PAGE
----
A Student-led Renaissance Studies Showcase
The confidence to speak in public and engage an audience is of obvious intrinsic value. At their recent showcase, ably facilitated by Amelie and Grace, Year 10 students spoke eloquently and passionately about issues they care about.
As political events continue to remind us, good oratory that appeals not only to our rational side, but our emotional side too, is important. Following on from a recent student-led Renaissance Studies on cults, Renaissance Studies Coordinator, Ms Poole decided to give Year 10 students the agency to organise their own end-of-term Renaissance Studies Showcase in the Independent Theatre. And they didn’t disappoint. Amelie and Grace took on the role of facilitators, coordinating the event confidently and capably. And students chose three very different topics. All were informative and all provoked discussion.
It won’t be long before our Year 10 students will be able to cast their own votes in an election, so Ally, Zoe and Alex decided the time was ripe to shine a light on the Australian political system with their Dummies Guide to Australian Politics.
As they acknowledged, the mere mention of politics is normally a sure-fire way to make teenagers yawn, so they resorted to bribery and corruption. They took to the stage with lollies, which they promised to distribute to anyone who asked an intelligent question. We’re all ears, said Year 10, instantly engaged!
As young people, we all share a concern for the future, said Ally, Zoe and Alex. We’re worried about issues that will affect our lives like climate change, employment opportunities and affordable housing. And if we want change and if we want a better world, we need to know who to vote for to help us achieve that.
Okay, said Year 10, but how do we know which political party will best represent our interests? After all, it’s not really something we discuss in detail in our social circles, and often the most exposure we get is via social media, which is not exactly the most reliable source of information. And how can we bring our voices to the political arena when it’s all so confusing? Isn’t it easier to simply vote the way our parents do?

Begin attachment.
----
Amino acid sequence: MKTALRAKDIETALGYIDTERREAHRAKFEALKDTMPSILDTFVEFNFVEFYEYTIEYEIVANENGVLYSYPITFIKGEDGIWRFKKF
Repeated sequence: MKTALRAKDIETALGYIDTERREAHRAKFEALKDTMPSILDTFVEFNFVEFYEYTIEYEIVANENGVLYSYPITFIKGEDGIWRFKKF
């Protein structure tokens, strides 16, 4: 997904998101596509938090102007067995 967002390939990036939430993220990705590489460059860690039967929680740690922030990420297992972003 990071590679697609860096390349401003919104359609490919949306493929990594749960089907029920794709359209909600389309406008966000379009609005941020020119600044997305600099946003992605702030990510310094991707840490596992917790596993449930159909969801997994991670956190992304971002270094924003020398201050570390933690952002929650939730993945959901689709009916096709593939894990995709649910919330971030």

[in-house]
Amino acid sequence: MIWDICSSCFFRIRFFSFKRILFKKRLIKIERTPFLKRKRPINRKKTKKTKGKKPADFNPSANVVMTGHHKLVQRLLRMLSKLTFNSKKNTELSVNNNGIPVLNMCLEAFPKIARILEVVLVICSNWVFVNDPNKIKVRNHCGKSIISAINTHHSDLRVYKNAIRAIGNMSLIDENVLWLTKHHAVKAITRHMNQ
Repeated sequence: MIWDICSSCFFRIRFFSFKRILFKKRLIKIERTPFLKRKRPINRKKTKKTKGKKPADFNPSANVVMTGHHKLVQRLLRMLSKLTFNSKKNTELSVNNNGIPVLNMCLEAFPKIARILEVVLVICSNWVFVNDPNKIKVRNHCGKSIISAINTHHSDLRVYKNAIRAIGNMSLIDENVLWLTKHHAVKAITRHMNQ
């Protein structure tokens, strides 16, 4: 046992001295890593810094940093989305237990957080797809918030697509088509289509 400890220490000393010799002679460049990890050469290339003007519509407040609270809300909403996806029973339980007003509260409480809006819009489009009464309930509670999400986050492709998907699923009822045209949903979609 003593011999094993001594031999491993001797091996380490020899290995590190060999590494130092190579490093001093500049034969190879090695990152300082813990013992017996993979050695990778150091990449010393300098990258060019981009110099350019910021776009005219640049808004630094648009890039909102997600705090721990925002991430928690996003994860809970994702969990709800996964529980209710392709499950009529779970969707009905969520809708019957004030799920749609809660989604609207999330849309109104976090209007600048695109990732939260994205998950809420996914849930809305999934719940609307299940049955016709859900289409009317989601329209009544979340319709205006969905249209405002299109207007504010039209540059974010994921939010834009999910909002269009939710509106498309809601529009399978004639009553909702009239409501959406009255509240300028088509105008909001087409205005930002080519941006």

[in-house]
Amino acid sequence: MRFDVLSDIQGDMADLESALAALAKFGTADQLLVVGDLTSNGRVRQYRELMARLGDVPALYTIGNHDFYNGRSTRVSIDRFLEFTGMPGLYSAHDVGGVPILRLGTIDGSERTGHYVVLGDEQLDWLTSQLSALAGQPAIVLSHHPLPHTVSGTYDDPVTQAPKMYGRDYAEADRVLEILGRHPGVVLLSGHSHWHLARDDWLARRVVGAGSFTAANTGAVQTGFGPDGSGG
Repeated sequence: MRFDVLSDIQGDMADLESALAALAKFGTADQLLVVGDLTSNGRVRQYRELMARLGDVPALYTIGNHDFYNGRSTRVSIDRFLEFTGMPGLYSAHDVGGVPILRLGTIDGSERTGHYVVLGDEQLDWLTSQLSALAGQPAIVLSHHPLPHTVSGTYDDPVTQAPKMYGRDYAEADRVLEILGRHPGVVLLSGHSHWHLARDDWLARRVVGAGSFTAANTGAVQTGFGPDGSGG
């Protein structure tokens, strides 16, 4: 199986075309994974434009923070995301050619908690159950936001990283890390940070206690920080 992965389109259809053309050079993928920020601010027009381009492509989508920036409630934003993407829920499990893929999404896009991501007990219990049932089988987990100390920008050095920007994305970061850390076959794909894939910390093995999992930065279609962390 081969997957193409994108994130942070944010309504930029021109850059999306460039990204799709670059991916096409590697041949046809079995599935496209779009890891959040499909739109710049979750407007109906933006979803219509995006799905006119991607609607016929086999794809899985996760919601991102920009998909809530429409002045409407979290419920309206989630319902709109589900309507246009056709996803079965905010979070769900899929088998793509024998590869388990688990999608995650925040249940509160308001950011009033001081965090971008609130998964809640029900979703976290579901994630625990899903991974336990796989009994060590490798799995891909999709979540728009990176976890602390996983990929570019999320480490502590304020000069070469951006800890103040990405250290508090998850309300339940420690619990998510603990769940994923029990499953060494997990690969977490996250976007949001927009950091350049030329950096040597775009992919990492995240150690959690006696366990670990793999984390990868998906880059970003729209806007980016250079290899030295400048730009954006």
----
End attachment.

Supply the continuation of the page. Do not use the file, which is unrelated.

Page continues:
Absolutely not, said Ally, Zoe and Alex. Listen up because we’re going to explain the nuts and bolts of the leading parties, their philosophy and their policies in a way that we hope is interesting and easy to understand.
Please explain, said Year 10.
So, they did. They talked about the political compass and how there isn’t a one-size-fits-all when it comes to politics. They explained left wing versus right wing and authoritarian versus libertarian. They outlined what the Labor, Liberal, Green and National parties stand for and why there’s a Liberal–National Coalition…sensibly avoiding any discussion about cuddly koalas!
It was then time to put Year 10’s political knowledge to the test. They knew which party Tony Abbott belonged to. They knew how much Clive Palmer had spent on advertising in the last election and that he’d failed to get a seat. And they even knew who’d tightened the gun laws in Australia and why. But best of all, they were all able to finish off this quote, “I will not be lectured about….” High five Year 10! You are not political dummies!
Next up was Jess and Zahra who spoke powerfully about the plight of the Uyghur people in China, one of the most persecuted Muslim minorities in China’s autonomous Xinjiang region. You’d be forgiven for thinking that the Uyghurs have autonomy and self-governance, they said. But nothing could be further from the truth because like Tibet, Xinjiang is a tightly controlled region of China.
As Jess and Zahra explained, China’s President Xi Jinping has overseen an increasingly hardline approach towards the Uyghurs, casting them as a terrorist collective. This has allowed Beijing to justify its transformation of Xianjiang into a surveillance state, installing sophisticated surveillance technology across the region, including face and voice recognition, iris scanners, DNA sampling and 3D identification imagery of Uyghurs.